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History Through a Glass, Darkly



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Ambrose Evans-Pritchard reporting from Davos:

Anybody who thinks China’s dispute with Japan is subject to rational calculation should have heard the astonishing outburst a few minutes ago by China’s foreign minister, Wang Yi. “We will never allow past aggressors to overturn the verdict of history,” he began. It went downhill from there.

When asked what he thought about the latest warning by Japan’s leader Shinzo Abe that the two countries are like England and Germany in 1914, he exploded with barely contained rage:

“Why would he make such a statement? Japanese leaders like to rewrite their history, but the Chinese people cannot forget episodes of history. The invasion of Manchuria in 1930 was an infamous chapter in Japan’s history. In 1937 they instigated the Marco Polo bridge incident before launching an all-out onslaught on China.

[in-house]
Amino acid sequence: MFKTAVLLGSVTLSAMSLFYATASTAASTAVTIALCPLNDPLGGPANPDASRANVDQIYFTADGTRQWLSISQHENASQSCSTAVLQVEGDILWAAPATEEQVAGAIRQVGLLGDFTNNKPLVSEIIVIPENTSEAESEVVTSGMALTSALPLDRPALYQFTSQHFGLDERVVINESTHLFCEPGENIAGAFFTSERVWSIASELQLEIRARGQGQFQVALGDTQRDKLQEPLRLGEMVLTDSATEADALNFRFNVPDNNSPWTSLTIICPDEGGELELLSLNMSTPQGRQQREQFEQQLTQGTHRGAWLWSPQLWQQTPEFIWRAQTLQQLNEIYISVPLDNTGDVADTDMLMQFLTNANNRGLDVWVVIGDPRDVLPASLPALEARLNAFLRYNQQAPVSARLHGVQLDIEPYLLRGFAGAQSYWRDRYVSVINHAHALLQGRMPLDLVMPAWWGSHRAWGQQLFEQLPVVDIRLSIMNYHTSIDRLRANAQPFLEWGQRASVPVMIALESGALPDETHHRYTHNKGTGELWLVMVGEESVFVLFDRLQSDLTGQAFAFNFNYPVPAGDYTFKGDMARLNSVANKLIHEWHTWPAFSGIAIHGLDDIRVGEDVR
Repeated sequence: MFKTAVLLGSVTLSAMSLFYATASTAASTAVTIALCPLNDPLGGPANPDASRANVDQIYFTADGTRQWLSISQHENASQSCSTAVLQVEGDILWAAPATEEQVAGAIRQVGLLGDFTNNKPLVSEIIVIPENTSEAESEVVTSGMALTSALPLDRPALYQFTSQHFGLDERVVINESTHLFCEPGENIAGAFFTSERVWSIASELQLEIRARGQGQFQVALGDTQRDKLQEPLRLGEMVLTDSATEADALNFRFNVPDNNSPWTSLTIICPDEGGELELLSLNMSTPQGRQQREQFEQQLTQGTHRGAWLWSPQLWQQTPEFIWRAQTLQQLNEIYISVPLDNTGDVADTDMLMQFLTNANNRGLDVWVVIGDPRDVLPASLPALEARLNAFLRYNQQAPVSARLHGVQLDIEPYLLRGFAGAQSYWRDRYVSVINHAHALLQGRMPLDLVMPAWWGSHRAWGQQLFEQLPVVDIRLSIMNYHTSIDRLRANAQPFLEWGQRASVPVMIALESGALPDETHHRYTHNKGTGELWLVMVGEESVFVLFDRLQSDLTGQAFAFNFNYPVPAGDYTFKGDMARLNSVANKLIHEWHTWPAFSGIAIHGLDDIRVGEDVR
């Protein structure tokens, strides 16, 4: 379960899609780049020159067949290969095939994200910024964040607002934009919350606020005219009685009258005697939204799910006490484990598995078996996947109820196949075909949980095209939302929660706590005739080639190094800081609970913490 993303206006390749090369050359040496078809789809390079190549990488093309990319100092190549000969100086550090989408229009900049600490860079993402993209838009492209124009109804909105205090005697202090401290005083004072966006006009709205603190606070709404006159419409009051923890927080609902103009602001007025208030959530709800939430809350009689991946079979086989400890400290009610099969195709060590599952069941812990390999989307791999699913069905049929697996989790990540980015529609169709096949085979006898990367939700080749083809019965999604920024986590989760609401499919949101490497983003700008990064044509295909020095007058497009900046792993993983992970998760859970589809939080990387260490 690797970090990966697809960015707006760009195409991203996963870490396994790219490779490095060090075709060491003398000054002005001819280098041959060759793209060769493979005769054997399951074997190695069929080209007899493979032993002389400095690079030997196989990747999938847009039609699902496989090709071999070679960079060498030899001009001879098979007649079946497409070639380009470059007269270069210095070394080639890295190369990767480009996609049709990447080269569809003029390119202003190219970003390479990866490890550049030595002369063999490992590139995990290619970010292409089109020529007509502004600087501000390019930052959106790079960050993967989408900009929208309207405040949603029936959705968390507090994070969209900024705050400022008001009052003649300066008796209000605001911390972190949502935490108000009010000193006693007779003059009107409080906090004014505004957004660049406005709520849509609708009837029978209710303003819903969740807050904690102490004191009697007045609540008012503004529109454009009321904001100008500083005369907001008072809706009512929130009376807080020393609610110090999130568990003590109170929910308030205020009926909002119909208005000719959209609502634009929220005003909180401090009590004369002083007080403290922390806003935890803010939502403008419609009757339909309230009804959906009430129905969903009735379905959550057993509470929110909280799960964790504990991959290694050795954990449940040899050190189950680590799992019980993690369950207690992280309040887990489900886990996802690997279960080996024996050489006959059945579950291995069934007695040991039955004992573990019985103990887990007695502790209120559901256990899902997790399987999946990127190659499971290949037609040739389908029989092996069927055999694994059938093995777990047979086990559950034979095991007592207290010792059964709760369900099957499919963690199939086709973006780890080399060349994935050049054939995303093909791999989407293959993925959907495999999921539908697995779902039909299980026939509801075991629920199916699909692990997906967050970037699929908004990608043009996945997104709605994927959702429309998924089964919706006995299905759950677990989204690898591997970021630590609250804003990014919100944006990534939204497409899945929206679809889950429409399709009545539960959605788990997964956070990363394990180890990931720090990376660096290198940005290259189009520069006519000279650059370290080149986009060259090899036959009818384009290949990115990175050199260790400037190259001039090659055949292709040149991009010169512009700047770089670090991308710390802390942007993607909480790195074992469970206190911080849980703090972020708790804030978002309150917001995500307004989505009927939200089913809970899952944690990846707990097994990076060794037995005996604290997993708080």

“Thirty-five million Chinese soldiers and civilians were killed. Who was the instigator? Who was the troublemaker? It is all too clear.”

He turned visceral over Mr Abe’s recent visit to the Yasukuni shrine in Tokyo: “Even to this day the shrine still advocates that past aggression was justified, that the Pacific War was in self defence. It calls war criminals heroes, even today.

“How can a leader puts flowers on a shrine that violates international principles in this way? Japan’s Class A criminals were likes the Nazis. Can you imagine a European leader laying a wreath at a Nazi memorial?”

China would never, of course, have that sort of shrine, a shrine, say, to a totalitarian dictator, responsible for the deaths of millions, a shrine, say, to such a tyrant, in place, say, on the principal square of its capital city.

Oh wait.



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